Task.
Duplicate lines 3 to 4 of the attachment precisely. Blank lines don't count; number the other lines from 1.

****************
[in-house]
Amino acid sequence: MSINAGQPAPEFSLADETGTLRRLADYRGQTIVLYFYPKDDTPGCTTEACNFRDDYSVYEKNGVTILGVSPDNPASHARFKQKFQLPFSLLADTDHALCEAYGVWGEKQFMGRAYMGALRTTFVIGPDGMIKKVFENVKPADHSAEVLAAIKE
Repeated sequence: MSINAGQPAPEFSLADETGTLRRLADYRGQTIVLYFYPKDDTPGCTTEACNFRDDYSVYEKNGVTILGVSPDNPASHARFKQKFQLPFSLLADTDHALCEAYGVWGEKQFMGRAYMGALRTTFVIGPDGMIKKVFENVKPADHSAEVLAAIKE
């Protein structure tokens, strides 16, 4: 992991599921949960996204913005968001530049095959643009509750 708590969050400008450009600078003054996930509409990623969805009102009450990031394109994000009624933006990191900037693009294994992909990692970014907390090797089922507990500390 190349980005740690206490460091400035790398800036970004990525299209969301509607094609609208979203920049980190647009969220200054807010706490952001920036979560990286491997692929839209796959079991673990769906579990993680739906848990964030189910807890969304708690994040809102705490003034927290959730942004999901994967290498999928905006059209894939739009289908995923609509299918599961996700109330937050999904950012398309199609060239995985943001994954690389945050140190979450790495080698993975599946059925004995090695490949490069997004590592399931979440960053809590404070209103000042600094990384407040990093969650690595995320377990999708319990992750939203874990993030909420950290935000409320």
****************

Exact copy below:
Repeated sequence: MSINAGQPAPEFSLADETGTLRRLADYRGQTIVLYFYPKDDTPGCTTEACNFRDDYSVYEKNGVTILGVSPDNPASHARFKQKFQLPFSLLADTDHALCEAYGVWGEKQFMGRAYMGALRTTFVIGPDGMIKKVFENVKPADHSAEVLAAIKE
């Protein structure tokens, strides 16, 4: 992991599921949960996204913005968001530049095959643009509750 708590969050400008450009600078003054996930509409990623969805009102009450990031394109994000009624933006990191900037693009294994992909990692970014907390090797089922507990500390 190349980005740690206490460091400035790398800036970004990525299209969301509607094609609208979203920049980190647009969220200054807010706490952001920036979560990286491997692929839209796959079991673990769906579990993680739906848990964030189910807890969304708690994040809102705490003034927290959730942004999901994967290498999928905006059209894939739009289908995923609509299918599961996700109330937050999904950012398309199609060239995985943001994954690389945050140190979450790495080698993975599946059925004995090695490949490069997004590592399931979440960053809590404070209103000042600094990384407040990093969650690595995320377990999708319990992750939203874990993030909420950290935000409320």